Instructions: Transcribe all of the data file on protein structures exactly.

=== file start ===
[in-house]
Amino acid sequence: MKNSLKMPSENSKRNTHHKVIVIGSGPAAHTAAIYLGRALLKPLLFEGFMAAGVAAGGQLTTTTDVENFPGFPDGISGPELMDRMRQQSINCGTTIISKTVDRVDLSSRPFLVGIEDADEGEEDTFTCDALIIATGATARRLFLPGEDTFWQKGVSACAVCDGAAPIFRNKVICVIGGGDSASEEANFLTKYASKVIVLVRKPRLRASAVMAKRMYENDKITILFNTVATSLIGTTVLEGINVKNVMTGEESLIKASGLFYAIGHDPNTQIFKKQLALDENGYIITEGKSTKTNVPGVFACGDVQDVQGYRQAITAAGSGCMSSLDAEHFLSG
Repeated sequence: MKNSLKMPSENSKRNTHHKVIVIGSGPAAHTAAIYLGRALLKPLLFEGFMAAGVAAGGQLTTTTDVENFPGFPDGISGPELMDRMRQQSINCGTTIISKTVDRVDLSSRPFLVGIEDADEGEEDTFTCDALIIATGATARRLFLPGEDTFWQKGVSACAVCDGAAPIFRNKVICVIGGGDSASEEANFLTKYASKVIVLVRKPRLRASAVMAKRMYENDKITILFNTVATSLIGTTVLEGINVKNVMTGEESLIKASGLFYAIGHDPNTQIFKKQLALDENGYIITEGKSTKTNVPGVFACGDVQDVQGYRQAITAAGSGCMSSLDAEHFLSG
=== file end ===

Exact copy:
[in-house]
Amino acid sequence: MKNSLKMPSENSKRNTHHKVIVIGSGPAAHTAAIYLGRALLKPLLFEGFMAAGVAAGGQLTTTTDVENFPGFPDGISGPELMDRMRQQSINCGTTIISKTVDRVDLSSRPFLVGIEDADEGEEDTFTCDALIIATGATARRLFLPGEDTFWQKGVSACAVCDGAAPIFRNKVICVIGGGDSASEEANFLTKYASKVIVLVRKPRLRASAVMAKRMYENDKITILFNTVATSLIGTTVLEGINVKNVMTGEESLIKASGLFYAIGHDPNTQIFKKQLALDENGYIITEGKSTKTNVPGVFACGDVQDVQGYRQAITAAGSGCMSSLDAEHFLSG
Repeated sequence: MKNSLKMPSENSKRNTHHKVIVIGSGPAAHTAAIYLGRALLKPLLFEGFMAAGVAAGGQLTTTTDVENFPGFPDGISGPELMDRMRQQSINCGTTIISKTVDRVDLSSRPFLVGIEDADEGEEDTFTCDALIIATGATARRLFLPGEDTFWQKGVSACAVCDGAAPIFRNKVICVIGGGDSASEEANFLTKYASKVIVLVRKPRLRASAVMAKRMYENDKITILFNTVATSLIGTTVLEGINVKNVMTGEESLIKASGLFYAIGHDPNTQIFKKQLALDENGYIITEGKSTKTNVPGVFACGDVQDVQGYRQAITAAGSGCMSSLDAEHFLSG